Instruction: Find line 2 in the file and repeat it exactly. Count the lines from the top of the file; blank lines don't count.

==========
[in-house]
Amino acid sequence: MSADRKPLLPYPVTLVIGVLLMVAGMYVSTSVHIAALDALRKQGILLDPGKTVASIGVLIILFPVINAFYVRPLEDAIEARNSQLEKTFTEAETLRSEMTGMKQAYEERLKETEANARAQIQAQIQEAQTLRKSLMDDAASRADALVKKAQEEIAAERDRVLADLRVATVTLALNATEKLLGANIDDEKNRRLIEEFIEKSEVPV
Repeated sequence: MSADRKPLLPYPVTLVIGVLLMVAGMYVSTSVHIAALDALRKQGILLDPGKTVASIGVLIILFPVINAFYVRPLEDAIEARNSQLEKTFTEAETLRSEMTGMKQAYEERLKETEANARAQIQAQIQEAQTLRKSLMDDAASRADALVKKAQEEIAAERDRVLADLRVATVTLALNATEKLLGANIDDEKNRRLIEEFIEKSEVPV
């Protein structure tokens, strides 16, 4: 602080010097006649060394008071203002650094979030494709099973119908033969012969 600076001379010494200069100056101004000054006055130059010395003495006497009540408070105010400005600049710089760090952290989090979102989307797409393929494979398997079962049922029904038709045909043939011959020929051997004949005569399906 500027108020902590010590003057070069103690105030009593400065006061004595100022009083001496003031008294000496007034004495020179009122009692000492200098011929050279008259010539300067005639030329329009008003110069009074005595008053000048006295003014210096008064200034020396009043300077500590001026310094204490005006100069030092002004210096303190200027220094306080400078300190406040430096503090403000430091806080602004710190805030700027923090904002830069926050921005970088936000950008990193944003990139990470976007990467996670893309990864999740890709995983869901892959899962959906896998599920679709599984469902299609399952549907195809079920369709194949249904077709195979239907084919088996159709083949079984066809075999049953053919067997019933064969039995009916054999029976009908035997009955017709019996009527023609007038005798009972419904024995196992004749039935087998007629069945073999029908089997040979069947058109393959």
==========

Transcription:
Amino acid sequence: MSADRKPLLPYPVTLVIGVLLMVAGMYVSTSVHIAALDALRKQGILLDPGKTVASIGVLIILFPVINAFYVRPLEDAIEARNSQLEKTFTEAETLRSEMTGMKQAYEERLKETEANARAQIQAQIQEAQTLRKSLMDDAASRADALVKKAQEEIAAERDRVLADLRVATVTLALNATEKLLGANIDDEKNRRLIEEFIEKSEVPV